American Red Cross, a Forward Thinking Organization
The American Red Cross has been around for more than a century, but many people are unaware of the various ways the nonprofit organization helps individuals every day in communities across the nation and around the world. In New Jersey, the American Red Cross is split into two regions, north and south. The Jersey Coast Chapter, located in Tinton Falls, serves all of Ocean and Monmouth counties.
The local coalition does more than collect blood donations and partake in the Rock ’N Ride Bike Tour, held every year on Long Beach Island for the past 15 years.
“The Red Cross was newly broken up into different chapters throughout the state so we can better streamline our services and consolidate our resources,” said Laura Steinmetz, community/government relations officer of the American Red Cross South Jersey Region. “It actually makes it much easier for us to respond to disasters. We know everything that’s at every warehouse; we know who can go where. We have our cots, we have our trailers set up, everything,” she explained.
“Part of this is for presence. We want the communities to know that we’re there, because we are. We have the same reach, the same amount of services that we can offer them, whether there’s a full chapter there or there’s a satellite office. We want to make sure that the community is aware of that,” she added, while also mentioning that the closest satellite office near LBI is located in Toms River, which is primarily used by people seeking helpful information.
According to officials, the Jersey Coast Chapter trains 45,000 people in life-saving skills and responds to approximately 300 disasters each year, ranging from home fires that affect a single family to hurricanes that shake an entire population. The local chapter also helps senior citizens living in the area prepare for crises at home, and empowers kids in becoming role models among their peers, through its Youth Council. The chapter even works in cooperation with the Joint Base McGuire-Dix-Lakehurst, where more than 77,000 troops have been organized for service for the Global War on Terror since October 2001.
“The American Red Cross is a very forward-thinking organization,” said Ellen Korpar, disaster coordinator of the American Red Cross Jersey Coast Chapter. “We even have apps now for your phone, like the hurricane preparedness app, which can help save your life or someone else’s.”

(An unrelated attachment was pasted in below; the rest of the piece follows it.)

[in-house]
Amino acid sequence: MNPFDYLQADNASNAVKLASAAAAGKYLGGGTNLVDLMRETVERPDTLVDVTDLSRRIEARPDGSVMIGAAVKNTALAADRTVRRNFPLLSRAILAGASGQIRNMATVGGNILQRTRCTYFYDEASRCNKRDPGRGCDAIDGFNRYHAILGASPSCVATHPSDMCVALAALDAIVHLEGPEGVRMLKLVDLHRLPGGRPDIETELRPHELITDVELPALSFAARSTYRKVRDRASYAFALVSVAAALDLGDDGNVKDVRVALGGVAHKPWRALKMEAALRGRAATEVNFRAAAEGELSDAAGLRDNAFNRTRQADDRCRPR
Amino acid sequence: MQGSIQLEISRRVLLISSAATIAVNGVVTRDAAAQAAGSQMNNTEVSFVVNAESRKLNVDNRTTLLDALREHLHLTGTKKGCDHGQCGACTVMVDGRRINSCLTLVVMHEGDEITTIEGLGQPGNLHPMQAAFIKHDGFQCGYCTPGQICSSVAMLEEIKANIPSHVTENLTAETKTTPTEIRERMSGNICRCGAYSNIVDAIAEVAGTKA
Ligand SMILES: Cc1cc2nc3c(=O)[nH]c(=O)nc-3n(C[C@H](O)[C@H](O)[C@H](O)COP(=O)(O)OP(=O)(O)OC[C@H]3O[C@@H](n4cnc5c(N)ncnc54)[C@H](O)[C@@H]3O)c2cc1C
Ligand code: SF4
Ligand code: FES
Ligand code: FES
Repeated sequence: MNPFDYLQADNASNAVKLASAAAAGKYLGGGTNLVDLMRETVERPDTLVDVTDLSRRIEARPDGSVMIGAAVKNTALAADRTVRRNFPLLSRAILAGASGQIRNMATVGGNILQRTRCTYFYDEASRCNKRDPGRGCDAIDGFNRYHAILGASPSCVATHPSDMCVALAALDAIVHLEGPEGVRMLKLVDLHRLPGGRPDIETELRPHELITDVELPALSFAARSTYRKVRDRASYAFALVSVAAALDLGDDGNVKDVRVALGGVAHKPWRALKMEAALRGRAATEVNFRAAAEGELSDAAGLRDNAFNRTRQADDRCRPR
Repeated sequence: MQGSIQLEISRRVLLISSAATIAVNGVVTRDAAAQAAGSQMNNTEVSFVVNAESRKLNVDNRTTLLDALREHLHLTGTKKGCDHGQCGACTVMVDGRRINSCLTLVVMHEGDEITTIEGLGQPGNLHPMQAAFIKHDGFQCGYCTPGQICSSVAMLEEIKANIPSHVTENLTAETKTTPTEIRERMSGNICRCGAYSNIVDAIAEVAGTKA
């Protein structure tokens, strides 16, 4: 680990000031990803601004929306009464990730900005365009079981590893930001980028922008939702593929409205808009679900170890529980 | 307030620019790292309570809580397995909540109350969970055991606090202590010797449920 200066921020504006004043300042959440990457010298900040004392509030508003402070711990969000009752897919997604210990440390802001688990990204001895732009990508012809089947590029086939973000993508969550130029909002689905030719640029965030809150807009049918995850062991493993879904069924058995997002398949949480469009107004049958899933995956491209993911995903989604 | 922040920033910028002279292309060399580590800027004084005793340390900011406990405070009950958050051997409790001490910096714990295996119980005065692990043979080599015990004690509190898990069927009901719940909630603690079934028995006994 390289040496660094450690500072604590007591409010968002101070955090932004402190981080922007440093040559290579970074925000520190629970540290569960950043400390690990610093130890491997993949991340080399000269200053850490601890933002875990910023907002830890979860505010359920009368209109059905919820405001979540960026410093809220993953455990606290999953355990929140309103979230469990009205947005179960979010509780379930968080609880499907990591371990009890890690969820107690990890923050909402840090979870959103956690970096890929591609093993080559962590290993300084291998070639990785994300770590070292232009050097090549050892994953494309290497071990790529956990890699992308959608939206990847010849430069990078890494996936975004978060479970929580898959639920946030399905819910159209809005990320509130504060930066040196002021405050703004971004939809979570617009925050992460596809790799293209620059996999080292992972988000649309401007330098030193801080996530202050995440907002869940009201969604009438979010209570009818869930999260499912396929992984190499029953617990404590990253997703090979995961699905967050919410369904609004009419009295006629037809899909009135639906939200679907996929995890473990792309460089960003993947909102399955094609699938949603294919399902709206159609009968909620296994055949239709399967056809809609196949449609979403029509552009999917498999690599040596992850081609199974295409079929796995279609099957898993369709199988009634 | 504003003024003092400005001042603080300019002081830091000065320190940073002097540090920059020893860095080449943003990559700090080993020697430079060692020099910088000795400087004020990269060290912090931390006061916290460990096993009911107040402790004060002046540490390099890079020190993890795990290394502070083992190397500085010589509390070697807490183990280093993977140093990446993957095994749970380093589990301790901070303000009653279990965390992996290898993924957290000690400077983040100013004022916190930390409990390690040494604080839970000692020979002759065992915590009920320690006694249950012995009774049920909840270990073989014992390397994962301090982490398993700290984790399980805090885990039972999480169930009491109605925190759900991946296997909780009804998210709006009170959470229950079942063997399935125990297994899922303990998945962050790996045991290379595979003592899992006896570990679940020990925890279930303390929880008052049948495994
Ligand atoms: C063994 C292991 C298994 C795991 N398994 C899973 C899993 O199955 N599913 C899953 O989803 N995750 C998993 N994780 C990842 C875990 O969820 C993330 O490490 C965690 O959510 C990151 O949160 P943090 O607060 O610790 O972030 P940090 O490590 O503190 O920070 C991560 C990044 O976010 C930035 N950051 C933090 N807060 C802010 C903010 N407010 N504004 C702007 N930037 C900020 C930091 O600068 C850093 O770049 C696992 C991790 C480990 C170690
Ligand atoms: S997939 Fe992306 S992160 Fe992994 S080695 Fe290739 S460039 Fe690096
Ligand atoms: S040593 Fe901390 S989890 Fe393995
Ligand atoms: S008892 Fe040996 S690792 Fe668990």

In June, the American Red Cross launched its First Aid App, the first in a series of apps focused on putting simple, lifesaving information at the fingertips of smart phone consumers. The app gives immediate access to information on how to deal with the most common first aid circumstances and incorporates videos and interactive quizzes. Safety and preparedness tips are offered for a range of conditions, including severe winter weather, hurricanes, earthquakes and tornadoes.
The Hurricane App, launched Aug. 1, gives up-to-date, location-based weather alerts, provided by NOAA, for the United States and its surrounding regions. Information regarding open Red Cross shelters and remote monitoring of personalized weather alerts where family and friends reside is also available.
The Shelter Finder App specifically maps shelters across the United States using the National Shelter System, which includes information about 60,000 prospective disaster facilities and chronicles housing information during disasters. Users may search open shelters by address, city, state and/or ZIP Code, and can survey shelter details, such as the agency managing the lodging, its proposed capacity and current population, its exact location and the associated disaster. Users may even read about the disaster through the Disaster Online Newsroom, which is updated every 30 minutes.
The Earthquake App, launched just a week ago, notifies users when an earthquake occurs and gives detailed instructions on what to do before, during and after the tremors. It also provides instructions on how to prepare an emergency kit in case of a power outage or evacuation, as well as what to do about food and water when an area is impeded by floods.
“It’s amazing what these apps can do. You never know what kind of emergency situation you’ll find yourself in, but most people always have their phone on them, and the downloadable apps can actually help save someone’s life,” said Steinmetz.
The free apps are available for both iPhone and Android platforms. Simple steps and checklists, a 9-1-1 call button, pre-loaded content regarding necessary action plans, a flashlight, strobe light and audible alarm, as well as a one-touch “I’m safe” message are provided with most of the apps and can be shared via social media networks, even without data connectivity.
The mobile applications can help prepare people for emergencies, but they are not a substitute for training. Visit redcross.org/takeaclass for course material and to register. For more information about the Jersey Coast Chapter, visit redcross.org/nj/tinton-falls.
— Kelley Anne Essinger